Discrete HTPC GPU Shootoutby Ganesh T S on June 12, 2011 10:30 PM EST
One of the video post processing aspects heavily emphasized by the HQV 2.0 benchmark is cadence detection. Improper cadence detection / deinterlacing leads to the easily observed artifacts during video playback. When and where is cadence detection important? Unfortunately, the majority of the information about cadence detection online is not very clear. For example, one of the top Google search results makes it appear as if telecine and pulldown are one and the same. They also suggest that the opposite operations, inverse telecine and reverse pulldown are synonymous. Unfortunately, that is not exactly true.
We have already seen a high level view of how our candidates fare at cadence detection in the HQV benchmark section. In this section, we will talk about cadence detection in relation to HTPCs. After that, we will see how our candidates fare at inverse telecining.
Cadence detection literally refers to determining whether a pattern is present in a sequence of frames. Why do we have a pattern in a sequence of frames? This is because most films and TV series are shot at 24 frames per second. For the purpose of this section, we will refer to anything shot at 24 fps as a movie.
In the US, TV broadcasts conform to the NTSC standard, and hence, the programming needs to be at 60 frames/fields per second. Currently, some TV stations broadcast at 720p60 (1280x720 video at 60 progressive frames per second), while other stations broadcast at 1080i60 (1920x1080 video at 60 fields per second). The filmed material must be converted to either 60p or 60i before broadcast.
Pulldown refers to the process of increasing the movie frame rate by duplicating frames / fields in a regular pattern. Telecining refers to the process of converting progressive content to interlaced and also increasing the frame rate. (i.e, converting 24p to 60i). It is possible to perform pulldown without telecining, but not vice-versa.
For example, Fox Television broadcasts 720p60 content. The TV series 'House', shot at 24 fps, is subject to pulldown to be broadcast at 60 fps. However, there is no telecining involved. In this particular case, the pulldown applied is 2:3. For every two frames in the movie, we get five frames for the broadcast version by repeating the first frame twice and the second frame thrice.
Telecining is a bit more complicated. Each frame is divided into odd and even fields (interlaced). The first two fields of the 60i video are the odd and even fields of the first movie frame. The next three fields in the 60i video are the odd, even and odd fields of the second movie frame. This way, two frames of the movie are converted to five fields in the broadcast version. Thus, 24 frames are converted to 60 fields.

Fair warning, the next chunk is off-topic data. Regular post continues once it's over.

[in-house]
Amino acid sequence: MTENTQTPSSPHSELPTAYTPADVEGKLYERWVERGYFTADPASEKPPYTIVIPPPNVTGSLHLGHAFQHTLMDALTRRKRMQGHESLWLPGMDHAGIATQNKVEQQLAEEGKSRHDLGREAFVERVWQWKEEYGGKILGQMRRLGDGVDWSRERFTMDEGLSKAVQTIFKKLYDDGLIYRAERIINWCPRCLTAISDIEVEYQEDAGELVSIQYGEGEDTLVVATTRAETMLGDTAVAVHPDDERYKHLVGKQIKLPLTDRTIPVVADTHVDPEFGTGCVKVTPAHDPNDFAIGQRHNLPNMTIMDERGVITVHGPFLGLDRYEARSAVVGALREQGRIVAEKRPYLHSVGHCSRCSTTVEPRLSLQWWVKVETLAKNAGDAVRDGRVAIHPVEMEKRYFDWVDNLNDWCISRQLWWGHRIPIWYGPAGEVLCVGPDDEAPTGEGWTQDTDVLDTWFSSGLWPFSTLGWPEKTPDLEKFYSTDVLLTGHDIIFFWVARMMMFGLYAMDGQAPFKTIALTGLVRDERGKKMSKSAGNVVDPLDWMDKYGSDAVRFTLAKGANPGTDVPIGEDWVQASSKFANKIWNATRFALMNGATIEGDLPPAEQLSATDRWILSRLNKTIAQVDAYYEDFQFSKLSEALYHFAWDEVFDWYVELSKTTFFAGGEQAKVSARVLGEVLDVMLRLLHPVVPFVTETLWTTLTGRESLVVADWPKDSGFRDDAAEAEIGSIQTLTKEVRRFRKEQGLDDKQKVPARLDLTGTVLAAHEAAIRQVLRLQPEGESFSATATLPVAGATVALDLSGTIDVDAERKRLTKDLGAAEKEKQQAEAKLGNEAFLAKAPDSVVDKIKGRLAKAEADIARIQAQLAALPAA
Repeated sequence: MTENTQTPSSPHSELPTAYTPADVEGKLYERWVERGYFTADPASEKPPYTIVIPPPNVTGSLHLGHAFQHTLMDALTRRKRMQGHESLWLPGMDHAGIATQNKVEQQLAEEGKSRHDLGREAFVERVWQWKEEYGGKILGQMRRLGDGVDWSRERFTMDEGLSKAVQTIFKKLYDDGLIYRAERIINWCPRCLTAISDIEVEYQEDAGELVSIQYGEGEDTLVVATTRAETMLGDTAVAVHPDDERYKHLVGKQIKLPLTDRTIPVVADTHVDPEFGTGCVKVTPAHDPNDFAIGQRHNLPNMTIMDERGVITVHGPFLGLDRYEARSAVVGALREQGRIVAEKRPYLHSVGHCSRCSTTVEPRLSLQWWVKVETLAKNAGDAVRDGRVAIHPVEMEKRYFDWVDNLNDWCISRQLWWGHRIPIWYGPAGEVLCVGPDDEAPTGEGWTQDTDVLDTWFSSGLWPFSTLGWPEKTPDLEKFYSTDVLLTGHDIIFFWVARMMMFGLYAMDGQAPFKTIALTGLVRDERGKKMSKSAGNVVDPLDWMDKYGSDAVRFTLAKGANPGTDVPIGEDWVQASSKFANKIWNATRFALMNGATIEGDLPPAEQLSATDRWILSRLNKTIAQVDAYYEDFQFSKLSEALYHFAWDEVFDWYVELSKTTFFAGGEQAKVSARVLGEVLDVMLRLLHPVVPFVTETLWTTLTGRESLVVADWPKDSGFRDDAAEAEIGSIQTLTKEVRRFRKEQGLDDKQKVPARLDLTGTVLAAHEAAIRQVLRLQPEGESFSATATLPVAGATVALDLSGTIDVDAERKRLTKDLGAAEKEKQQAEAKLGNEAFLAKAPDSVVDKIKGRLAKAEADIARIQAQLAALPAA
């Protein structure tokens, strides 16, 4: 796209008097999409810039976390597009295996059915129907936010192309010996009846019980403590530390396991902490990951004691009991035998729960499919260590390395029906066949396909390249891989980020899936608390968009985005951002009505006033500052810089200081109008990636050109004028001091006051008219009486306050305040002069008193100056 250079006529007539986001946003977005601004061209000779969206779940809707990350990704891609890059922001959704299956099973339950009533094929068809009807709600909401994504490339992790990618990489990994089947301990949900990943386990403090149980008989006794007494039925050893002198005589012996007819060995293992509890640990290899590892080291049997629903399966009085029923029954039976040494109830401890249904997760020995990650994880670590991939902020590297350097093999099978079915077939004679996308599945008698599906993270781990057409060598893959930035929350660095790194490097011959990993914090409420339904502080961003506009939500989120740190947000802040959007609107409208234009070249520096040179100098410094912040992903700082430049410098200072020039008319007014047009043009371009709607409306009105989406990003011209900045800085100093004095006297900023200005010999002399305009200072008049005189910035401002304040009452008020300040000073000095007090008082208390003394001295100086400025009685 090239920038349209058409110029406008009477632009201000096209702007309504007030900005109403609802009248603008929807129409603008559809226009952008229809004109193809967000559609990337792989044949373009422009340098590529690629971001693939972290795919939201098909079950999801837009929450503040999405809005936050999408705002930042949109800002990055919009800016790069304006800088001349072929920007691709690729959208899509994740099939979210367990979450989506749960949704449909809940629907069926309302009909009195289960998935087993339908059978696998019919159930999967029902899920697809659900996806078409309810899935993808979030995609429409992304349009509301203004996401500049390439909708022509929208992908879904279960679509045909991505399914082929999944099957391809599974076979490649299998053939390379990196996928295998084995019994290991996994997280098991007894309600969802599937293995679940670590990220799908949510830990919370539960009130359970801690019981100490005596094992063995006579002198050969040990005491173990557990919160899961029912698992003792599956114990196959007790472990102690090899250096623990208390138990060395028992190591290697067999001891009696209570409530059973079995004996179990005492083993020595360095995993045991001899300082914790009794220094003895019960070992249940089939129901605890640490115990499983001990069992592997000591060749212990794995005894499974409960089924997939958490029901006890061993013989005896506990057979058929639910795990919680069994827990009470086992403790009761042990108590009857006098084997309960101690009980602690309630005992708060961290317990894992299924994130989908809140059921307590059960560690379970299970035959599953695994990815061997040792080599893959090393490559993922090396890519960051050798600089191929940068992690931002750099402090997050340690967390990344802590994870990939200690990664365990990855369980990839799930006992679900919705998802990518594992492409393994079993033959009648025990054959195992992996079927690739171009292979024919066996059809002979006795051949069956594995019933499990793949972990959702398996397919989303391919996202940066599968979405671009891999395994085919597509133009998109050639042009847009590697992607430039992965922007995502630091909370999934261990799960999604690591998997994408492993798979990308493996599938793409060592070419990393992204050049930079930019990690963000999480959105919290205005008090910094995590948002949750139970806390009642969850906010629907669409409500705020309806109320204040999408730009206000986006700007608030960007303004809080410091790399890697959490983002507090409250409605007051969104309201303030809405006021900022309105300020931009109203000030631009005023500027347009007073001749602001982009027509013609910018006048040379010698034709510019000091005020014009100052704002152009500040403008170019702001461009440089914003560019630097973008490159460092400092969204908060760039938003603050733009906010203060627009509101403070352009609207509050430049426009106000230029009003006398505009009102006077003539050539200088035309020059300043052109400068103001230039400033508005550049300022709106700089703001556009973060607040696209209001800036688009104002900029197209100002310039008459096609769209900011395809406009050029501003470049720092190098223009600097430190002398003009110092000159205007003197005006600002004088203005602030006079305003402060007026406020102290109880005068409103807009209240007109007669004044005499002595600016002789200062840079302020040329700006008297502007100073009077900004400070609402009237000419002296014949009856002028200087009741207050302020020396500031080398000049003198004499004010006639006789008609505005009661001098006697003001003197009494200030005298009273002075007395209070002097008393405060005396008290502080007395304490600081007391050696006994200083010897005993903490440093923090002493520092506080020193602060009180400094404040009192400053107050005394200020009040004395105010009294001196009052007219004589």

While the progressive pulldown may just result in judder (because every alternate frame stays on the screen a little bit longer than the other frame), improper deinterlacing of 60i content generated by telecining may result in very bad artifacting as shown below. This screenshot is from a sample clip in the Spears and Munsil (S&M) High Definition Benchmark Test Disc
|Inverse Telecine OFF||Inverse Telecine ON|
Cadence detection tries to detect what kind of pulldown / telecine pattern was applied. When inverse telecine is applied, cadence detection is used to determine the pattern. Once the pattern is known, the appropriate fields are considered in order to reconstruct the original frames through deinterlacing. Note that plain inverse telecine still retains the original cadence while sending out decoded frames to the display. Pullup removes the superfluous repeated frames (or fields) to get us back to the original movie frame rate. Unfortunately, none of the DXVA decoders are able to do pullup. This can be easily verified by taking a 1080i60 clip (of known cadence) and frame stepping it during playback. You can additionally ensure that the refresh rate of the display is set to the same as the original movie frame rate. It can be observed that a single frame repeats multiple times according to the cadence sequence.
Now that the terms are clear, let us take a look at how inverse telecining works in our candidates. The gallery below shows a screenshot while playing back the 2:3 pulldown version of the wedge pattern in S&M.
This clip checks the overall deinterlacing performance for film based material. As the wedges move, the narrow end of the horizontal wedge should have clear alternating black and white lines rather than blurry or flickering lines. The moire in the last quarter of the wedges can be ignored. It is also necessary for both wedges should remain steady and not flicker for the length of the clip.
The surprising fact here is that the NVIDIA GT 430 is the only one to perfectly inverse telecine the clip. Even the 6570 fails in this particular screenshot. In this particular clip, the 6570 momentarily lost the cadence lock, but regained it within the next 5 frames. Even during HQV benchmarking, we found that the NVIDIA cards locked onto the cadence sequence much faster than the AMD cards.
Cadence detection is only part of the story. The deinterlacing quality is also important. In the next section, we will evaluate that aspect.